Sunday, January 17, 2010

National Museum of Korea

Every couple of weeks, Heather and I head down to the Wondang markets in Nakseongdae to pick up groceries. Hybrid supermarket giants like E-Mart and Homeplus provide convenient one-stop shopping for many people in Korea, but the outdoor markets also have their advantages. Fresh fruits and vegetables are nearly always cheaper in the markets and the ajummas will often give you a little extra produce for free if you ask nicely.
You can also be content with the knowledge that you're supporting the local economy more directly.

And it's nice to walk outside in the open air. When Homeplus is crowded, it becomes a nightmare just making it to the checkout. But when it gets busy in the markets, there's a more 'vibrant community'-type atmosphere to the occasion.

In Korea you can buy fresh cockles in a bag. I never paid them much attention until just the other day, when I noticed that they were still alive. They're sealed in with fresh seawater and you can see them happily filtering away sediment, oblivious to the gravity of their situation.

And this took a long time coming. The box in the middle has fresh coriander for sale, also known as cilantro. It's not very popular in Korea and is nearly as hard to find here as the mythical lime. The first time I ever ate it, I remember being a little turned off by the flavour. But over time I got used to it and now I can eat it with just about anything.

Apparently it's popularly disliked to the point where there are anti-coriander Haiku contests.

Our dormitory room now has noticeably more food than before I was married. There's something satisfying about coming home with a whole bunch of groceries and sorting it all out.
We eat breakfast together every morning and take turns to prepare it.

When my dad and brother were here last year, they visited the National Museum of Korea, which I hadn't been to. Heather and I decided we should go and check it out. It's right next to the Ichon subway station on line 4.

The building itself is quite nice, surrounded by native trees and a large pond. Behind the building is a good view of N Seoul Tower, which used to be called Namsan Tower.

The museum is large and it would take a full day to see everything on display. We walked around without much of a plan, beginning with the paleolithic era exhibits. The Korean peninsula has been inhabited since prehistoric times, with our early ancestors wielding stones like the ones in the photo above. They're called 'hand axes' and were probably used for meat-related applications.

This cigar-shaped contraption is an example of an ancient stone coffin, which were only used by people who could afford them. The tombs of Korean nobles consisted of large mounds of earth, which later become covered with grass. The more important you were, the larger your mound would be.

And I believe this is a bronze-age baseball cap. I've been trying to get into the sport, but it just doesn't have the same appeal for me as soccer or tennis.

But I do find the subtle tough-guy mannerisms of the baseball players on TV to be quite entertaining. They chew gum ferociously and never smile.

One of the highlights of the museum is this Shilla gold jewellery set, which was worn by members of the ruling dynasty. The belt has symbolic pendants hanging from it, and there are jade beads woven into the crown. It's considered one of the best examples of ancient Korean gold craftsmanship.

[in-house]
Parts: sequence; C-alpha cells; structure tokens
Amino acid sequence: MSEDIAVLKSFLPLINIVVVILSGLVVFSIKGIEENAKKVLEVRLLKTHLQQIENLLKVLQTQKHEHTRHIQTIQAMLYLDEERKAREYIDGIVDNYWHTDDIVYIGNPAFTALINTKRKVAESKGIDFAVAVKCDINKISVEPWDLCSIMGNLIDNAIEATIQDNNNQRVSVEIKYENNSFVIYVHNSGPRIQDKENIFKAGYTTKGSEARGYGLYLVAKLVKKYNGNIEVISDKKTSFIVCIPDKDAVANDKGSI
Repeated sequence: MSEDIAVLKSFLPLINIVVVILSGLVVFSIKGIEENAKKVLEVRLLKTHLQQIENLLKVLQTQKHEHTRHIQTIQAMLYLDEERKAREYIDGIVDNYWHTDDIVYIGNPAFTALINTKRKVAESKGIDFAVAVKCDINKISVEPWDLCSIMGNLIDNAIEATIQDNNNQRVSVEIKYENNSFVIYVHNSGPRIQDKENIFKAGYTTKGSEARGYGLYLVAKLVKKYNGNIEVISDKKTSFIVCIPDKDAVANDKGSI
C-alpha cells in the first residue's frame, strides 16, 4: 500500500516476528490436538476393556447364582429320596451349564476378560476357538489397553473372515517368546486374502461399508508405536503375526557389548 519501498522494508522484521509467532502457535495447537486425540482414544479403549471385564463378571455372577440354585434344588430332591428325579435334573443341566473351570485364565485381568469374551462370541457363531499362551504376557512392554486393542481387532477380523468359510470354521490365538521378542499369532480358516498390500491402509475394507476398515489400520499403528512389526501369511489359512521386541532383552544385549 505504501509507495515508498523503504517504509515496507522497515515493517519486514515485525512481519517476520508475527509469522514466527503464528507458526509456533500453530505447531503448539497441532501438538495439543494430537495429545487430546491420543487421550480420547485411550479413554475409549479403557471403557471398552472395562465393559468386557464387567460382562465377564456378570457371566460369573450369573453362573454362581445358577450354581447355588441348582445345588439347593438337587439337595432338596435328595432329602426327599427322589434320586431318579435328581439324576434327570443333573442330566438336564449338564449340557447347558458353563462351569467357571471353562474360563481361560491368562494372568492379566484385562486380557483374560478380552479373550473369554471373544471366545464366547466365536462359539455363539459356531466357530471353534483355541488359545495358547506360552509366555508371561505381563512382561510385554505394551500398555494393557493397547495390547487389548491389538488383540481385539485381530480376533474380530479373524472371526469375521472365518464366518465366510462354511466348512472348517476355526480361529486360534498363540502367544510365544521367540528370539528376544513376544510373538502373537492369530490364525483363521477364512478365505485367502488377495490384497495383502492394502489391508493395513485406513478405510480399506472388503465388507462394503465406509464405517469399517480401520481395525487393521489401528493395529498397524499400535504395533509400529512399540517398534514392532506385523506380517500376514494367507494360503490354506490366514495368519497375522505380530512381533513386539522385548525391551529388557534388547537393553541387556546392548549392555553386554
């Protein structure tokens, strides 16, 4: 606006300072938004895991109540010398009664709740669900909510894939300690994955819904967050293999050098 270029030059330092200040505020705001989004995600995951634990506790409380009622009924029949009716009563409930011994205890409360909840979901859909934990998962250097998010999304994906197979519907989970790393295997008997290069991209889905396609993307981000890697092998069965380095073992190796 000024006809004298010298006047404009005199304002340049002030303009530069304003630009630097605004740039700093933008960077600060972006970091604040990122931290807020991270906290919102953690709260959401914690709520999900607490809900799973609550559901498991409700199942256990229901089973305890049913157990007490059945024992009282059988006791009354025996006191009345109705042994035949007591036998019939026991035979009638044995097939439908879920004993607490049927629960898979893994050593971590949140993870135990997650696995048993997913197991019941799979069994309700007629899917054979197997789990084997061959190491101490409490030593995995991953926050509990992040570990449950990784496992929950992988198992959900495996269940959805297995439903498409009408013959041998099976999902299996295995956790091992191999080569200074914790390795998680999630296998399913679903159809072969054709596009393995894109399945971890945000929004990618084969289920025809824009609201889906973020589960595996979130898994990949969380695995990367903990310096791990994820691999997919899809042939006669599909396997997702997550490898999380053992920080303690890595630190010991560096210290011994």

The building is large enough to accommodate this full-sized stone pagoda. I think it's an original, because there are visible signs of erosion on the lower levels. Each level of the pagoda symbolizes a higher state of consciousness.

Most of the exhibits in the museum are pots or ceramics of some sort. Koreans were well-known for their expertise with celadon, and helped to spread the craft throughout Asia. Ceramics last for a long time, and you can see examples from every era in Korean history.

The museum itself isn't too bad. I'm not particularly interested in ceramics, which constitute about 90% of the exhibits. I'd recommend visiting the museum if you have a particular interest in Korean history, but otherwise there are plenty of other things to do in Seoul if you're on a tight schedule. The Korean Folk Village is probably a better option.

I haven't been able to go to Toastmasters much recently, due to a busy schedule. The last speech I gave was on Arisu, which is the name for Seoul city tap water. For those of you who are living in the city, the regular tap water in the vast majority of households is safe to drink. The government website has more information on the specifics. It tastes a little bit funny to begin with, but in the end it's healthier, cheaper and better for the environment than bottled water.

Give it a try sometime!


Moa said...

I've been wondering about that tap water for some time now, since a Korean told me not to use the unfiltered water for anyting except for showers.
I thought it sounded weird since Koreans should be used to their own water (and bacterias in it).

Lee Farrand said...

I've been drinking it for quite a few months now.
From the Seoul Metropolitan Office website: "Although an immense amount of money goes into supplying city water, irrational fears prevent many citizens from consuming it."

You can do it Moa, drink!

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Daniel Larsson said...

I hate cilantro with a passion!